"Finally, a dim grey light filled the lower decks, Dawn had risen with rose-tipped fingers to shine again on the cursed sea. We took the first mate's body, wrapped it in plundered silks for a shroud, and by the light of the rising sun cast the first of our dead into the wine-dark sea.
"With the horror of the body committed to the ocean's depths and the risen sun came a hope that with the light, perhaps the nightmare had returned to the Land of Nod. There was no sight of it, nor sound, though none of us dared venture too far into the hold, and with gladdened hearts that we had survived many set to restoring the ship and charting our course to home again.
"But no sooner had the heat of the noonday's sun began to fade than the terrible report of gunshot rang out followed by the yet more terrible scream of man, inhuman in its terror. Once more men began to break down and weep but those of harder hearts screamed for their silence--the cries of distress tearing at their sanity. Finally, the captain and I, armed futilely with pistol and sword descended down into the Hell that was the lower decks.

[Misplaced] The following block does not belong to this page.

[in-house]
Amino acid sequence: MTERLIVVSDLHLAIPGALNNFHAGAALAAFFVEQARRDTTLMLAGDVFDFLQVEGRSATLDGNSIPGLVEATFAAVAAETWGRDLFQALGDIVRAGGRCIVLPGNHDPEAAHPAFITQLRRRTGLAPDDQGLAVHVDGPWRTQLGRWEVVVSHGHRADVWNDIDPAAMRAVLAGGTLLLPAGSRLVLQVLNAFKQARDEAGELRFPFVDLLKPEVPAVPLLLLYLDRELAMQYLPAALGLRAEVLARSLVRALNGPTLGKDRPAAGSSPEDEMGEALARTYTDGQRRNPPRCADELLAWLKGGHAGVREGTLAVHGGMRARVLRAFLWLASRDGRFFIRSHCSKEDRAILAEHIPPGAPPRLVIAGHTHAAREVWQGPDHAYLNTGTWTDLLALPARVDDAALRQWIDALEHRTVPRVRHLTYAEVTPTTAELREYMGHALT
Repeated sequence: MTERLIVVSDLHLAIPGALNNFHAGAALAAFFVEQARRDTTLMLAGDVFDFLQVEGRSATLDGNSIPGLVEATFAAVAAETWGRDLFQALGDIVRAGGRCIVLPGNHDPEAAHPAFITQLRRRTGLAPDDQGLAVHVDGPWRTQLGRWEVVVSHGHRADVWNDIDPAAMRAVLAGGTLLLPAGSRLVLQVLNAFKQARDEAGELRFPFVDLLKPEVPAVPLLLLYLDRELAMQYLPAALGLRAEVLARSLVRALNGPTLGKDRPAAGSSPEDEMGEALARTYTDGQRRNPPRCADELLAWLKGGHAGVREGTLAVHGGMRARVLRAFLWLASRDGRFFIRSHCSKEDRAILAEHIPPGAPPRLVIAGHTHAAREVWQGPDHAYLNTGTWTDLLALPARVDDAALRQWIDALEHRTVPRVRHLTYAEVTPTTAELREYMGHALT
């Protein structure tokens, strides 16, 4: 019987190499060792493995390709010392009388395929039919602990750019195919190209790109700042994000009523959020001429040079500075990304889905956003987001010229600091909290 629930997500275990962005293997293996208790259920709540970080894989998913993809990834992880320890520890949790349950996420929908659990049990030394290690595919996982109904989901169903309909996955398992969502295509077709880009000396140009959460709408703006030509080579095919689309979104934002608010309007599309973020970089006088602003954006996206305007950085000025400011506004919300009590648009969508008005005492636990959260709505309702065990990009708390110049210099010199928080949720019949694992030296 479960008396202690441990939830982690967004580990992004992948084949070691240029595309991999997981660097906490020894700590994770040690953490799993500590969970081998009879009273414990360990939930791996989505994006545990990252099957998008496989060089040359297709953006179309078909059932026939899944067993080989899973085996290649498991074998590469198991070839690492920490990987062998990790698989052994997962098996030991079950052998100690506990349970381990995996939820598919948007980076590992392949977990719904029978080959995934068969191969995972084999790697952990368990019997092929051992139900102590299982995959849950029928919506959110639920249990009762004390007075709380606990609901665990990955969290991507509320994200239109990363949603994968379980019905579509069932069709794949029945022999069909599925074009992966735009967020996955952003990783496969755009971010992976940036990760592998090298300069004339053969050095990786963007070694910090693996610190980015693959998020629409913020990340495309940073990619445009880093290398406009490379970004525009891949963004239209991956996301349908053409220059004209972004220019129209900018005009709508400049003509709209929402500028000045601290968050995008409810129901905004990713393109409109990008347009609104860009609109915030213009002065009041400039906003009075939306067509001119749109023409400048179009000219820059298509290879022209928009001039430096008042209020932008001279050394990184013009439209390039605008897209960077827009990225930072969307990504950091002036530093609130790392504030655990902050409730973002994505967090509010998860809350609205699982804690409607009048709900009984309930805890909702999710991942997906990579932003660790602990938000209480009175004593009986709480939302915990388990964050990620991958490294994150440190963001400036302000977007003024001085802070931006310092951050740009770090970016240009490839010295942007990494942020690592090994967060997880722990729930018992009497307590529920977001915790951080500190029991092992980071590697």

"The cook we found and one other of the crew, both slaughtered, both mutilated as they had gotten food to prepare for dinner. Twelve of us now were left upon that cursed ship.
"Before we could stop them, two of the crew screamed they would not die here and gorged themselves on the Kathoon spice to escape to dreams. I myself slit their throats and cast their bodies in the sea for we all feared what terrors they might return with.
"The steersman and one sailor we lost to babbling madness; we bound them gagged to the mast for their safety and our sanity. Their screams, those terrible insane screams still ring within my ears. We eight who were left, we closed and barred the doors to the hold and sat in alternating watches, hunger gnawing at our bellies, sleep clawing at our eyes and mortal dread keeping us from satisfying both.